Today, John McCain proposes new cuts in corporate tax rates in addition to extending the 2001 and 2003 legislation as it expires. The Office of Management and Budget projects the cost of an extension of the 2001 and 2003 tax cuts, without regard to the additional corporate tax cuts, at $2 trillion. Meanwhile, McCain proposes to pay this cost through eliminating Congressional earmarks, which according to Citizens Against Government Waste peaked in 2005 at a cost of $27 billion. Therefore, even if all earmarks are eliminated, at their peak they would barely pay for one-third of the interest cost alone of extending the tax cuts.

In contrast, in 1993, Bill Clinton took the Democrat Party in the opposite direction, as he moved the party away from its roots, and embraced the very principles that the Republicans eschewed. As Bill Clinton declaimed early in his presidency, "We're all Eisenhower Republicans now. We stand for lower deficits and free trade and the bond market.” Today, Democrats propose to shift the tax burden toward the wealthiest Americans in favor of the middle class—much McCain advocated at the time of the 2001 and 2003 tax cuts—while adhering to the revenue neutral principle that was once claimed by Republicans.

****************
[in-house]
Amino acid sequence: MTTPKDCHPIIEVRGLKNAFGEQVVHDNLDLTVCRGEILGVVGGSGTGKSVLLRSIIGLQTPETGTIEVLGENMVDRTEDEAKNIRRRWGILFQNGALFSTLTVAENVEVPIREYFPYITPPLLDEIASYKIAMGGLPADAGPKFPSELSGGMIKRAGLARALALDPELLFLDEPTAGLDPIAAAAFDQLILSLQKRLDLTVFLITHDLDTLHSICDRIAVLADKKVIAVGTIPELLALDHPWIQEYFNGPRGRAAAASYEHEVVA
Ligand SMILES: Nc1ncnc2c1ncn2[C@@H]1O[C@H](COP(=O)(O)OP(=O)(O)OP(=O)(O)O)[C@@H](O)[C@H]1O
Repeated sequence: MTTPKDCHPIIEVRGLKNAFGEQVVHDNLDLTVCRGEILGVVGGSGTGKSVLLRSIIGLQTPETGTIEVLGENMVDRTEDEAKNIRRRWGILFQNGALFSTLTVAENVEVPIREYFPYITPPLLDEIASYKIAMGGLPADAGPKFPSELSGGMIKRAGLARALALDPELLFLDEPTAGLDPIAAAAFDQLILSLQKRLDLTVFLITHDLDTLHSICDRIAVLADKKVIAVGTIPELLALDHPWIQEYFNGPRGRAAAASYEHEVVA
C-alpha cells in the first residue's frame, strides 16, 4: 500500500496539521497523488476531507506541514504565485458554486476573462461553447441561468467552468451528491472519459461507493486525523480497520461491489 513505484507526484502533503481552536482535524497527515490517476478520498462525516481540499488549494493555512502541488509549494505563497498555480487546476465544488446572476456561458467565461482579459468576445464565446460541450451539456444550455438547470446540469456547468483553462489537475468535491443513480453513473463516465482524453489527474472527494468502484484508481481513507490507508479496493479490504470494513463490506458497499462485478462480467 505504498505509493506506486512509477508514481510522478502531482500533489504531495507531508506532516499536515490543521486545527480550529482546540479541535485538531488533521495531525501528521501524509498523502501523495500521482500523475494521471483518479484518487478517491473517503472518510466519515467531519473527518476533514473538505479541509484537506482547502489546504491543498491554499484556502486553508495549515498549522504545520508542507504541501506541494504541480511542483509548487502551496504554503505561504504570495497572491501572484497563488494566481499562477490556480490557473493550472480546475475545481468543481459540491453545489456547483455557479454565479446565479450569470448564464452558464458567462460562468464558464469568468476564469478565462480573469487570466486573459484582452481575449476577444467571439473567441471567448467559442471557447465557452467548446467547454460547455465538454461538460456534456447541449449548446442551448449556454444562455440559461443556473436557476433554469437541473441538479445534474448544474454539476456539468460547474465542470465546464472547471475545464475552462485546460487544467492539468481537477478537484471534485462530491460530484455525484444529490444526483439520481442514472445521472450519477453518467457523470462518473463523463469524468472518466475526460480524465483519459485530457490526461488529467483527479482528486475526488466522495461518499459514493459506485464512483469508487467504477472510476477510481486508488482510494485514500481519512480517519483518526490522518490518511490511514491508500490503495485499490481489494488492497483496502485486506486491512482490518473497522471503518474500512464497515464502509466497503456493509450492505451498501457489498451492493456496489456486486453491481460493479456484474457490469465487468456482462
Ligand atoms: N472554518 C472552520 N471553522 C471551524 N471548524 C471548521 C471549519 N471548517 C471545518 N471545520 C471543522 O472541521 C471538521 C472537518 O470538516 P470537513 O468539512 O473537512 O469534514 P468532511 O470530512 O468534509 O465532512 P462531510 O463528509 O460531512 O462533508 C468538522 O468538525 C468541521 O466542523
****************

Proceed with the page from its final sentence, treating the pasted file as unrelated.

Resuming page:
Over the weeks to come, John McCain will pull the old horse out of the barn for one more run around the track. He will claim the Republican mantle of fiscal responsibility with the full-throated enthusiasm of either a naïf or a craven opportunist.

But will people notice that the horse is dead? Will the depth of the Republican brand still have enough juice to offer the voters succor one last time?

As Americans sit around the kitchen table, will they understand that the $265,000 that they have taken on in the last eight years is the price they will have to pay for failing to challenge those who prey on their optimism and their patriotism?

Will they understand that every tax cut and war and entitlement comes with a price and that none of the goodies that they are offered are ultimately paid for by anyone but themselves?

And will they understand that unless they stop accepting the easy answers, the price tag the next time around is only going to be higher?